10500 Riverview Drive, St. Louis, MO, 63137 / Cake artist: Katie Lucas

*National Register of Historic Places*

 

St. Louis takes pride that ‘the mother road’ U.S. Route 66 once passed through the city. The now-defunct highway (which was replaced with interstates and some highways) ran through some parts of the city, perhaps most notably on the Old Chain of Rocks Bridge. The bridge that was spotlighted with a cake ran for nearly 40 years, starting in 1929. People had to pay a toll fee to cross it, but to most people…it was worth it! After all, it helped Illinois travelers get to North County quick without having to worry about the hustle and bustle of the city. The bridge closed in 1965, and it was eventually replaced with the current bridge (I-270). The Old Chain of Rocks Bridge was rehabbed and restored in the 1990s, and today it serves as a cornerstone of memories featuring Route 66 artifacts.¬†One of the world’s longest pedestrian/bicycle only bridges¬†welcome both bike riders and walkers for recreational purposes.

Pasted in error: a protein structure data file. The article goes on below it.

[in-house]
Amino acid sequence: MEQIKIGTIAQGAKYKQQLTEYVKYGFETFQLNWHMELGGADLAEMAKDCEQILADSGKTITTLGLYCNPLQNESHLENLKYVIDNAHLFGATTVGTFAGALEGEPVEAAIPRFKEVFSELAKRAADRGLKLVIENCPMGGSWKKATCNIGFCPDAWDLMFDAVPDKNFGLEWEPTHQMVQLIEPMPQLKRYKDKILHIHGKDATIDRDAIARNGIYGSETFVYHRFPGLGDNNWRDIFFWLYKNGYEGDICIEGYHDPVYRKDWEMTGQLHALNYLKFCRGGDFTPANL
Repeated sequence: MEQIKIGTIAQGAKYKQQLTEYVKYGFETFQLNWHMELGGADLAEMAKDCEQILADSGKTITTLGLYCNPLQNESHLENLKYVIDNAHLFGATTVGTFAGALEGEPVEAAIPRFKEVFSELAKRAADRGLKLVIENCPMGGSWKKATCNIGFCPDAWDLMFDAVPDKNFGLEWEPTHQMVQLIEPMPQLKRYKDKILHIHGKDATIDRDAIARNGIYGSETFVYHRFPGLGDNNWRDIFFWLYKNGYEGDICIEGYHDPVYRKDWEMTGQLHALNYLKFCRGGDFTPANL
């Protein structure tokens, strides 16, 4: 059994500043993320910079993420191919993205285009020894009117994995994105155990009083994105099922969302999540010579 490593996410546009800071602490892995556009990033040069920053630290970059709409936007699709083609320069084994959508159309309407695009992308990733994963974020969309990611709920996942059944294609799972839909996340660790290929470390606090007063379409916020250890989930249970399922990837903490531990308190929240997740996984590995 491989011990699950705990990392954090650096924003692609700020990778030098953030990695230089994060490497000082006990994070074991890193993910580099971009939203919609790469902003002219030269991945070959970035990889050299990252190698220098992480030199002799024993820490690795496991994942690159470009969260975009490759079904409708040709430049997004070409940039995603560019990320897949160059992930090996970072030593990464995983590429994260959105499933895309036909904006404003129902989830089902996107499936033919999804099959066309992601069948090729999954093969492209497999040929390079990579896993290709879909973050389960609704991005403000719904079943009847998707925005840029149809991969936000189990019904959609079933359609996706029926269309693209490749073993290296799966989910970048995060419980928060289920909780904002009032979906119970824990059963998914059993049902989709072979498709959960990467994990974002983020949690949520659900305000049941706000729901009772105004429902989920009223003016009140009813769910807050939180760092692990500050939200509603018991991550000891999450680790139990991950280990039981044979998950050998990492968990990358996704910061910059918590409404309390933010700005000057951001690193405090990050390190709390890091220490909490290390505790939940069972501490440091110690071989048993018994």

There are two ways to get to the bridge, or two ‘different sides’: the Missouri and Illinois. For the Missouri side, just park your car in front of the abandoned lot of Riverview Drive. Its very close to I-270. However, you should always lock your car and not leave valuables in sight. This is not coming from me; the Visitmo site states that. On the Illinois side, take the first exit (IL Hwy 3) and go south until you get to the first stoplight. Turn right, and keep going straight. You will be going over a one-lane bridge (over the Chain of Rocks canal). After that, keep going until you reach the parking lot. The bridge and park’s hours are available on the website.

 

On the Chain of Rocks Bridge, getting my kicks on Route 66!
On the Chain of Rocks Bridge, getting my kicks on Route 66!
Cake in front of Chain of Rocks Bridge and Route 66-themed Rest Area
Cake in front of Chain of Rocks Bridge and Route 66-themed Rest Area in Missouri

Cake placement date: March 7

Where is the cake now?: The cake sold in the biddingforgood auction for $655 on 1/1/2015. On private property.

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